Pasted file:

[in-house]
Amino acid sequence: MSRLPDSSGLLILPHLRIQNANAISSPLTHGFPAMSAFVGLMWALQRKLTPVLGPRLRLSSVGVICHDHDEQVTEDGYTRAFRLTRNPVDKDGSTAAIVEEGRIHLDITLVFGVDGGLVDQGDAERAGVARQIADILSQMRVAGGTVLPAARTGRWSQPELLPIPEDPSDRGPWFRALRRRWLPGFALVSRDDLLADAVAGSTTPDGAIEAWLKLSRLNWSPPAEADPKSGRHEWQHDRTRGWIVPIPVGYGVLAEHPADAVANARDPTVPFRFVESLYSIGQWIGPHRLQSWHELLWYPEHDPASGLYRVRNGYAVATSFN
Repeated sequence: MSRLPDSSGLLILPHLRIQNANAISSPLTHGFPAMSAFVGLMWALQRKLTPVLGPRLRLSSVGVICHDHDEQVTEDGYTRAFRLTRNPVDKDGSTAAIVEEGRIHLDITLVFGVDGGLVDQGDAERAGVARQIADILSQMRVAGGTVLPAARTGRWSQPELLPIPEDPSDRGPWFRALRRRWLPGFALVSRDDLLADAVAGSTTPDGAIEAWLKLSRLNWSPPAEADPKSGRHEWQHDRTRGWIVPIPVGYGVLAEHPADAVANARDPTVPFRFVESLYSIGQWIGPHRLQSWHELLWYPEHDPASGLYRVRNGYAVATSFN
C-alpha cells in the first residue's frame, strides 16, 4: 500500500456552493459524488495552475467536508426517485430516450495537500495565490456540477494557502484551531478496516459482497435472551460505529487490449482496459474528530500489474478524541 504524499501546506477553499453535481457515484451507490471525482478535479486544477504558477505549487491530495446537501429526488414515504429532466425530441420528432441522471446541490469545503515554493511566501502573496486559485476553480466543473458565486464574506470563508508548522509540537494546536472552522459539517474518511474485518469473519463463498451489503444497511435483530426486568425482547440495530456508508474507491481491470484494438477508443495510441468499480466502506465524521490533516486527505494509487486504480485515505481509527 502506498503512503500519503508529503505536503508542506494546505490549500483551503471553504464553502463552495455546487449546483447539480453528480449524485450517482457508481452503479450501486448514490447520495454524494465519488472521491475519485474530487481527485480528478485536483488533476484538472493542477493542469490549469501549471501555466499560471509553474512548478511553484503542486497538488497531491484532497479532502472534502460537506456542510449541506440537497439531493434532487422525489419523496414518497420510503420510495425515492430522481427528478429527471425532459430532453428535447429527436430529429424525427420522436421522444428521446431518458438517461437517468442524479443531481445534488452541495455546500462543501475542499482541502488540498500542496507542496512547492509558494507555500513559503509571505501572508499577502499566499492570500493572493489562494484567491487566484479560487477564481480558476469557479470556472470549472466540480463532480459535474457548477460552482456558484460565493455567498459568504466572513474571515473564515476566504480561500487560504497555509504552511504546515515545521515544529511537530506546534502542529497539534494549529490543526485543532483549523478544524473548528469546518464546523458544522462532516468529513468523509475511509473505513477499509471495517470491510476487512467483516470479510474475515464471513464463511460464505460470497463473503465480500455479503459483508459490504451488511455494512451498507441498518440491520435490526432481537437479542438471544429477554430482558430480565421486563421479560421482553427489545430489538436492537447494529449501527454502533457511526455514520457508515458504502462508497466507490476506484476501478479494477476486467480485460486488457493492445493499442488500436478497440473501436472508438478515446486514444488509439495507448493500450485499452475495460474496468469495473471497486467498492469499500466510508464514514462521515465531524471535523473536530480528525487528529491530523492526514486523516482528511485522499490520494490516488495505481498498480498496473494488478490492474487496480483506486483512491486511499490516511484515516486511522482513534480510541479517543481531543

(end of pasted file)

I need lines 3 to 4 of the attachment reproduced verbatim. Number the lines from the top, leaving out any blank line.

Repeated sequence: MSRLPDSSGLLILPHLRIQNANAISSPLTHGFPAMSAFVGLMWALQRKLTPVLGPRLRLSSVGVICHDHDEQVTEDGYTRAFRLTRNPVDKDGSTAAIVEEGRIHLDITLVFGVDGGLVDQGDAERAGVARQIADILSQMRVAGGTVLPAARTGRWSQPELLPIPEDPSDRGPWFRALRRRWLPGFALVSRDDLLADAVAGSTTPDGAIEAWLKLSRLNWSPPAEADPKSGRHEWQHDRTRGWIVPIPVGYGVLAEHPADAVANARDPTVPFRFVESLYSIGQWIGPHRLQSWHELLWYPEHDPASGLYRVRNGYAVATSFN
C-alpha cells in the first residue's frame, strides 16, 4: 500500500456552493459524488495552475467536508426517485430516450495537500495565490456540477494557502484551531478496516459482497435472551460505529487490449482496459474528530500489474478524541 504524499501546506477553499453535481457515484451507490471525482478535479486544477504558477505549487491530495446537501429526488414515504429532466425530441420528432441522471446541490469545503515554493511566501502573496486559485476553480466543473458565486464574506470563508508548522509540537494546536472552522459539517474518511474485518469473519463463498451489503444497511435483530426486568425482547440495530456508508474507491481491470484494438477508443495510441468499480466502506465524521490533516486527505494509487486504480485515505481509527 502506498503512503500519503508529503505536503508542506494546505490549500483551503471553504464553502463552495455546487449546483447539480453528480449524485450517482457508481452503479450501486448514490447520495454524494465519488472521491475519485474530487481527485480528478485536483488533476484538472493542477493542469490549469501549471501555466499560471509553474512548478511553484503542486497538488497531491484532497479532502472534502460537506456542510449541506440537497439531493434532487422525489419523496414518497420510503420510495425515492430522481427528478429527471425532459430532453428535447429527436430529429424525427420522436421522444428521446431518458438517461437517468442524479443531481445534488452541495455546500462543501475542499482541502488540498500542496507542496512547492509558494507555500513559503509571505501572508499577502499566499492570500493572493489562494484567491487566484479560487477564481480558476469557479470556472470549472466540480463532480459535474457548477460552482456558484460565493455567498459568504466572513474571515473564515476566504480561500487560504497555509504552511504546515515545521515544529511537530506546534502542529497539534494549529490543526485543532483549523478544524473548528469546518464546523458544522462532516468529513468523509475511509473505513477499509471495517470491510476487512467483516470479510474475515464471513464463511460464505460470497463473503465480500455479503459483508459490504451488511455494512451498507441498518440491520435490526432481537437479542438471544429477554430482558430480565421486563421479560421482553427489545430489538436492537447494529449501527454502533457511526455514520457508515458504502462508497466507490476506484476501478479494477476486467480485460486488457493492445493499442488500436478497440473501436472508438478515446486514444488509439495507448493500450485499452475495460474496468469495473471497486467498492469499500466510508464514514462521515465531524471535523473536530480528525487528529491530523492526514486523516482528511485522499490520494490516488495505481498498480498496473494488478490492474487496480483506486483512491486511499490516511484515516486511522482513534480510541479517543481531543